ASU, Conservation International team up to protect biodiversity

By

Scott Seckel

Environmental news can be all too depressing, with headlines punctuated by the drumbeat of extinction and destruction.

There are occasional bright spots. One of them occurred this month when Arizona State University announced it is powering up its conservation biology program by adding seven professors of practice to the faculty as part of a partnership between the university’s Center for Biodiversity Outcomes and Conservation International, the biggest American conservation organization.

The ASU center takes a multidisciplinary approach to find solutions for the long term — not just the science of saving species that one might think of with the field, but also engaging with business and reaching out to groups underrepresented in conservation biology.

It’s a practical approach that fits well with that of Conservation International. The nonprofit has helped establish 1,200 protected areas across 78 countries and protected more than 730 million hectares of land, marine and coastal areas. 

The partnership’s goals are threefold:

  • protect biodiversity
  • promote sustainable development, particularly in food production and fisheries
  • train the next generation of conservation biologists

Biodiversity is “the natural capital that we need for human well-being,” said Leah Gerber, director of the Center for Biodiversity Outcomes, itself a partnership between ASU’s Julie Ann Wrigley Global Institute of Sustainability and the School of Life Sciences.

“Our partnership with Conservation International is a mechanism to integrate scholarship across campus in interdisciplinary teams to tackle (those) three general goals,” Gerber said.

ASU President Michael Crow addressed the seven new professors of practice who will be teaching, lecturing, mentoring and leading fieldwork in Arizona; Washington, D.C.; and around the world.

This will not be a sequestration of academia away from the front lines, Crow told them. They will rush towards the battle, not away from it.

“Right now we’re in a race, a race that will not be easily won,” Crow said. “The forces of nature and the negative force of our impact on nature are accelerating. The acceleration of those forces are such that they will contribute to our need to have something we don’t have, which are better theories, better ideas, better tools, better solutions, better implementation, better translation — none of which comes naturally. ...

“We don’t have preconceived notions of what it all means or how it all works out — we just hope we can work it out. It’s meant to be catalytically disruptive to how we think and how we work and what we’re doing.”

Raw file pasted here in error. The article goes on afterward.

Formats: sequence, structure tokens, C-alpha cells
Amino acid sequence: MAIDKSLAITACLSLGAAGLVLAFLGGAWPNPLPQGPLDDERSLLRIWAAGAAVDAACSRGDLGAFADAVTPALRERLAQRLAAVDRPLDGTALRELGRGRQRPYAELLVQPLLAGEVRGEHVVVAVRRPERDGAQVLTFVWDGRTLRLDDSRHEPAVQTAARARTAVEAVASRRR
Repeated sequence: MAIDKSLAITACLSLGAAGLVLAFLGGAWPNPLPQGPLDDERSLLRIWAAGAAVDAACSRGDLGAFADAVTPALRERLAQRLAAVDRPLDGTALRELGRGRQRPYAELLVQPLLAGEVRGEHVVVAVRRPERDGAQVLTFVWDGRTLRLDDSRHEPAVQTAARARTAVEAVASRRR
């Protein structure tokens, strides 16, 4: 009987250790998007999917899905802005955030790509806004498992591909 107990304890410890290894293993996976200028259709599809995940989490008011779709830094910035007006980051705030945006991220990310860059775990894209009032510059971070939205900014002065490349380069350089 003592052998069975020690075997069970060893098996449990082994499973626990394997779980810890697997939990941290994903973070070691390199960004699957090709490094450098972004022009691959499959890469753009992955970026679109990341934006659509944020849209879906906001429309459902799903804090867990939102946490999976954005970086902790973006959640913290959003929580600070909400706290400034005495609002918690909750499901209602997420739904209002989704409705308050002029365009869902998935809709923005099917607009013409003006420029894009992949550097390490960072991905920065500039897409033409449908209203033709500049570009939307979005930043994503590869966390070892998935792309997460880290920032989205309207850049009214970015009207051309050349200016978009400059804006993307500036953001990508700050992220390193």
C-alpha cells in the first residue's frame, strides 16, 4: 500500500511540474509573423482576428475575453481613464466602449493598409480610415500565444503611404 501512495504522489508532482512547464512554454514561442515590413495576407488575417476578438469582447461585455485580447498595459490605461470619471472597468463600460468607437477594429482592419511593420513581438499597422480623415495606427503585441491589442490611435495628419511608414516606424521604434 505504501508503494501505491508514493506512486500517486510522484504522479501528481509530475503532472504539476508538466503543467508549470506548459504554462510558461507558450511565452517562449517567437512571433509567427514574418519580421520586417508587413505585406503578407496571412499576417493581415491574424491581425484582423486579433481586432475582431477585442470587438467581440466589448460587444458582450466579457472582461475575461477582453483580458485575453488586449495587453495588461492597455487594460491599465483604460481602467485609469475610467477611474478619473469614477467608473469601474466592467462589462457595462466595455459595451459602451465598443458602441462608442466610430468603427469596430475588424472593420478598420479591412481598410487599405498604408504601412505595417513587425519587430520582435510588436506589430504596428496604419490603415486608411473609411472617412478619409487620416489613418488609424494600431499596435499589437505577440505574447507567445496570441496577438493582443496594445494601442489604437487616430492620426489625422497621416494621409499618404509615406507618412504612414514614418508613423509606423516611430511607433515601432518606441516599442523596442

The exact nature of how the partnership will shake out will be determined later. The immediate goal is to leverage the size and resources of the university with the expertise of the nonprofit to scale up the war to save the natural world.

“What I’m looking for a 10-times impact, a 100-times impact in the work that we do,” said M. Sanjayan, executive vice president and senior scientist at Conservation International. “The only model I have for making that happen is through science. ...

“You will hold us to the truth. You will be honest with us. We can try things. We can experiment, free from preconceived notions and find ways to take the work we do in real places and create that massive impact. ... This is the beginning.”

Daniella Raik, senior vice president and managing director of the Betty and Gordon Moore Center for Science at Conservation International, said early talks revealed both sides agreed the main goals would be tackling biodiversity loss and ecosystem degradation.

“When we met, we talked about it in various different ways and settled on three main goals we think we can achieve together, given ASU’s incredible academic capacity and our work to do conservation on the ground,” Raik said. “We talk a lot of research to policy or research to action, but it’s this kind of partnership that’s making it happen.”

It’s a practical partnership that will yield measurable results, Gerber said. One of the most important goals is building the next generation of conservation biologists. It’s important to show students they can have a rewarding, successful career in the field.

“Many of these students want to be practitioners working out in the real world and working on the ground to solve problems,” she said. “They’re actually going to be taught by the people who are doing that.

“I anticipate not only achieving quantitative outcomes within each of those domains but also creating a model for how these types of non-governmental/academic partnerships can collaborate in a way that mobilizes our respective capacity to tackle the most pressing environmental challenges of the 21st century.”

 

Top photo: Courtesy of freeimages.com